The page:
Guatemala, El Salvador, Honduras, and Nicaragua – all located in Central America – have been under the direct influence of climate change due to their geographical characteristics. In these countries, climatic factors including temperature and precipitation patterns have been changing, and extreme weather events such as storms have been frequent. Such climate extremes not only cause massive casualties, but also adversely affect a wide range of sectors, including agriculture, water resources, infrastructure, housing, health and migration, dramatically hindering the sustainable development of these countries.
As the effects of climate change intensify, there is a growing consensus on the importance of climate change adaptation. In response, the four Central American countries have formulated various policies in order to reduce their climate change vulnerabilities, both at the regional level, mainly through the Sistema de la Integración Centroamericana (SICA), and at the national level. Unfortunately, they have had difficulties in implementing adaptation-oriented policies, given their limited human, financial and institutional capabilities, stemming from complex socioeconomic factors such as the level of economic development, poverty, agricultural dependence, population density, the level of education, and governance.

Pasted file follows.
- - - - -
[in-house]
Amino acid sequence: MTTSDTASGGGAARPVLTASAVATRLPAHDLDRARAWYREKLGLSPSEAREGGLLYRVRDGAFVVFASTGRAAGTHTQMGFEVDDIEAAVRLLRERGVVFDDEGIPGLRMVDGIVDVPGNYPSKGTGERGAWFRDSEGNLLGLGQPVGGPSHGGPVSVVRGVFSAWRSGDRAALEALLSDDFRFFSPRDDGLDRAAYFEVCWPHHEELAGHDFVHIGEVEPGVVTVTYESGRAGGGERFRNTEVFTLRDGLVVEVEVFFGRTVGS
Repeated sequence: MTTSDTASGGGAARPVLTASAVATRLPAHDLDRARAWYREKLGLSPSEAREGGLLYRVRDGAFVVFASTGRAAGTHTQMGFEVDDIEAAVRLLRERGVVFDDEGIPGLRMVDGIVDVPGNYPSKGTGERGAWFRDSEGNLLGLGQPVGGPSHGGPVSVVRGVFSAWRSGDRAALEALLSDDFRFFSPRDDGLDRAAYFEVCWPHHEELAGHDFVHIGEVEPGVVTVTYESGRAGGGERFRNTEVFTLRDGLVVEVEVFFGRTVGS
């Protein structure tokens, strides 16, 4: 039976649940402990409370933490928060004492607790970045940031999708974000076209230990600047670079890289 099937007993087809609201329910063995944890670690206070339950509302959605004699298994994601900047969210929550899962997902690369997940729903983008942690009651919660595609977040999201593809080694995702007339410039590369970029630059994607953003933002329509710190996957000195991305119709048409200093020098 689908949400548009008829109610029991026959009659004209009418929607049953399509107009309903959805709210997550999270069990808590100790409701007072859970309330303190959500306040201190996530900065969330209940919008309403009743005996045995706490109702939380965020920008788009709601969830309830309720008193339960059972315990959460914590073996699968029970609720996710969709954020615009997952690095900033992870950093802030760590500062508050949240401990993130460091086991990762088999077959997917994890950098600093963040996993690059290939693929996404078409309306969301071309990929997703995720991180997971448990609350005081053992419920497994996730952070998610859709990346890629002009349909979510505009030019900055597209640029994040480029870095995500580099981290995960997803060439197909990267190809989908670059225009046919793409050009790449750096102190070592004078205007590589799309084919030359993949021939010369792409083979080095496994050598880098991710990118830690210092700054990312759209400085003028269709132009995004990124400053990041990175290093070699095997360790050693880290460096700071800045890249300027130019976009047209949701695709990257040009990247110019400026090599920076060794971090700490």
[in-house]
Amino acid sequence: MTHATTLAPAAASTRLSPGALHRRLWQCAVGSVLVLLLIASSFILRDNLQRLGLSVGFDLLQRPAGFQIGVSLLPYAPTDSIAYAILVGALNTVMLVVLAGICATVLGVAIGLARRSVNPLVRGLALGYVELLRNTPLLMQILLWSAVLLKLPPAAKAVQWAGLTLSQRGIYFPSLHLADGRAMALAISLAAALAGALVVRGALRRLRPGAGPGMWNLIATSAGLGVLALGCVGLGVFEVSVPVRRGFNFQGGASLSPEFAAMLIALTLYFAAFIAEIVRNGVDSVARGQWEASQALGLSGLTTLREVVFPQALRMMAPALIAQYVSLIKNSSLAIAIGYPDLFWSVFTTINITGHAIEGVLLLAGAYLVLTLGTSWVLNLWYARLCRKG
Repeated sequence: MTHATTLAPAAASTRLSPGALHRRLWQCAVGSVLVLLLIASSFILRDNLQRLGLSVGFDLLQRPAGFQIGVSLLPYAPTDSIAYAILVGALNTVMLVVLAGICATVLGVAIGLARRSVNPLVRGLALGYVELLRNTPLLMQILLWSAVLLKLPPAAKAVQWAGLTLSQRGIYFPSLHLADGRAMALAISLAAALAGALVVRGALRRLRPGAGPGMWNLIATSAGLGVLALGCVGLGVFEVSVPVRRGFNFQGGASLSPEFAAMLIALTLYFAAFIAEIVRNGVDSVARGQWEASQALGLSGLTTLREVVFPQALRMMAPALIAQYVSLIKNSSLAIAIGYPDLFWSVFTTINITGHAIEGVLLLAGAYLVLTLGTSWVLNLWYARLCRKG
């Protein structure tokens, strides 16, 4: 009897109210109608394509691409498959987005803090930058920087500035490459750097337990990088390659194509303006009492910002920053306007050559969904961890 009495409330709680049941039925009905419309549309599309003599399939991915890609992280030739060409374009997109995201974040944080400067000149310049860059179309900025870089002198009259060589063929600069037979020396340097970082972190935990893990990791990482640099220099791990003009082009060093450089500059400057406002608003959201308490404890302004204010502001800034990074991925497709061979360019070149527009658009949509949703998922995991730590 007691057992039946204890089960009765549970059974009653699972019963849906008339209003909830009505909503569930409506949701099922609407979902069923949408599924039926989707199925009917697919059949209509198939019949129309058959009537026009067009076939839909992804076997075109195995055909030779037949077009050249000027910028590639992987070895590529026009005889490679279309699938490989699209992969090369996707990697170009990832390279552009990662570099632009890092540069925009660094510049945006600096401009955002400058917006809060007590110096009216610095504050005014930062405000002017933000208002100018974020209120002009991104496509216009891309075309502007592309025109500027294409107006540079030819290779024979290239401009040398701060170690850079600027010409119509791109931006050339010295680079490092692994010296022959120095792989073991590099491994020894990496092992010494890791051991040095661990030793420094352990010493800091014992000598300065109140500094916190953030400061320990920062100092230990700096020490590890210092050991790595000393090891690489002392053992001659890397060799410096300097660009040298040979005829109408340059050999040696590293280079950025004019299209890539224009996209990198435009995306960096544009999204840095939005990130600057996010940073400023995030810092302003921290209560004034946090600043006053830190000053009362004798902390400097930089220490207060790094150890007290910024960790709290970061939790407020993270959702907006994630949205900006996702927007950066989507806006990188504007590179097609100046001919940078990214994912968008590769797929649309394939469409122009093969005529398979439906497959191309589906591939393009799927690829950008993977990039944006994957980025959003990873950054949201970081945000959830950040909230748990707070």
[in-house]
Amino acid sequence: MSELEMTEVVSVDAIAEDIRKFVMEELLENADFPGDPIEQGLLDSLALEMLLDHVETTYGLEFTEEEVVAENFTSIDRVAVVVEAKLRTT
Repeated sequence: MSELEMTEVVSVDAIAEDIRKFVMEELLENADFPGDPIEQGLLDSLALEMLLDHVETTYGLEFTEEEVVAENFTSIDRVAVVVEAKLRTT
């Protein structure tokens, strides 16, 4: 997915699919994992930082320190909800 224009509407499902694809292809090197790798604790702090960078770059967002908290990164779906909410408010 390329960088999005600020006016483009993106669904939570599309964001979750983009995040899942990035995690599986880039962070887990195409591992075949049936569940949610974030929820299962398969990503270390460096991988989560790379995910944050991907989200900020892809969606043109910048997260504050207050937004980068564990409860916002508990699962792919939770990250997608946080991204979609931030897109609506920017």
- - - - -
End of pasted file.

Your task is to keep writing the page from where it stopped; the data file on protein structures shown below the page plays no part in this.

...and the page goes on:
The “caravans,” which have received much attention from the international community in recent years, are a symbol of the failure by the four Central American countries to reduce the adverse effects of climate change. Many of these “caravans” leave their homes in Guatemala, El Salvador, Honduras, and Nicaragua and head to the United States, as socioeconomic conditions deteriorate rapidly in their countries of origin due to climate change. The overall socioeconomic landscape in these countries has further worsened since the COVID-19 outbreak, tarnishing prospects for climate change adaptation. In addition, in 2020, Hurricane Etta and Yota occurred one after another, causing millions of victims and damaging various sectors such as agriculture and infrastructure.
One should note that, while Central American countries record relatively low greenhouse gas emissions, they have been under direct, continuous influence of climate change. This suggests that more emphasis should be put on adaptation efforts than on mitigation efforts in promoting sustainable development in these countries. All in all, adaptation activities should be considered as a key to the sustainable development of these countries and there is certainly an international consensus on the urgency of adaptation-oriented activities. Despite such urgency, it is hard to deny that Korea has had difficulties in formulating effective cooperation measures targeting climate change adaptation in Central America, given the lack of understanding of adaptation issues and demands for cooperation in the region. Against this backdrop, this study identifies promising cooperation areas in the field of climate change adaptation between Korea and Central American countries and proposes cooperation schemes in each area. The contents of the study are as follows.